Pedagogizing the self: researching education in neoliberal times

Year: 2013

Author: Gerrard, Jessica

Type of paper: Abstract refereed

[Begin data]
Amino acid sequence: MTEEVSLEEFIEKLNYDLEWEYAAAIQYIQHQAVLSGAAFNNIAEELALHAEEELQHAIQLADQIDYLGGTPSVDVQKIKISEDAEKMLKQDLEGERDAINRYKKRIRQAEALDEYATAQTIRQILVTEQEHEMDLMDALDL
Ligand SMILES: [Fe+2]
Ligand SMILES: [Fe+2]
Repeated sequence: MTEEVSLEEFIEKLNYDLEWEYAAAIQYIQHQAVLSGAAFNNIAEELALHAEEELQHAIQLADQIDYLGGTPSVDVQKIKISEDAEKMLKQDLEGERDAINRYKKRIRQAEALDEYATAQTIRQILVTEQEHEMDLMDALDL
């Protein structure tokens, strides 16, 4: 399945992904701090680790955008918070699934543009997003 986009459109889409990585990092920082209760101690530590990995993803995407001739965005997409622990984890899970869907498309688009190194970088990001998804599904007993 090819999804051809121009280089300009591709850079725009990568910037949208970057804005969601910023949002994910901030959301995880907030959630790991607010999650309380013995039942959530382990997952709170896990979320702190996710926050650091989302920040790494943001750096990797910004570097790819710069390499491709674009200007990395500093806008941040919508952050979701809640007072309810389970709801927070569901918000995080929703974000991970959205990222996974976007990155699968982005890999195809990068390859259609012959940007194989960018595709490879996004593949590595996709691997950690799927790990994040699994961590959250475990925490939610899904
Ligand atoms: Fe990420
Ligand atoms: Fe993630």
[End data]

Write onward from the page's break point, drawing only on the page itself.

As the ideology of neoliberalism is variously taken up across national policy contexts, the belief in individualised pathways of success and in the power of self-transformation increasingly patterns policy and public discourse. Accompanying, and legitimating, such presuppositions are diverse policy articulations of lifelong learning. Internationally, in the attempt to develop and buttress market-driven ‘knowledge economies’, there is increasing pressure upon individuals to be flexible learners capable of constant knowledge and skills renewal across their lifespan. Many scholars have already called into question the ways in which this particular take up of lifelong learning supports embedded social inequalities, by asking individuals to take responsibility for their social and economic success or failure whilst skipping over structural operations of class, gender, and race power. In this paper, I explore the repercussions for educational research methodologically and theoretically for this demand to be constantly conducting ‘self-work’. In particular, I consider the pedagogical and educational character of a range of ‘social services’ that target those who are already marginalised and disadvantaged by contemporary social relations. I am thinking here of the ways in which there is significant pressure placed on services and sites outside of ‘traditional’ educational institutions (e.g. employment, charitable, counseling, and career services) to have a pedagogical imperative. To do so, I draw on my own research on the pedagogical character of Australian homelessness policies and the ‘pedagogies of work’ mobilised in self-help initiatives for homeless men and women. First, I offer critical analysis of the ways in which ‘education’ and ‘learning’ are mobilised as unproblematic responses to profound social inequality and injustice. Second, I explore the ways in which informal ‘education’ and ‘learning’ might be understood methodologically in relation to researching neoliberal governance. Here I outline a broad approach to researching and understanding the ‘pedagogies of work’; an approach that attempts to grapple with the complex dynamics of self-regulation and management required by neoliberal state governance, and the multifarious processes and contexts of education and learning that underpin this.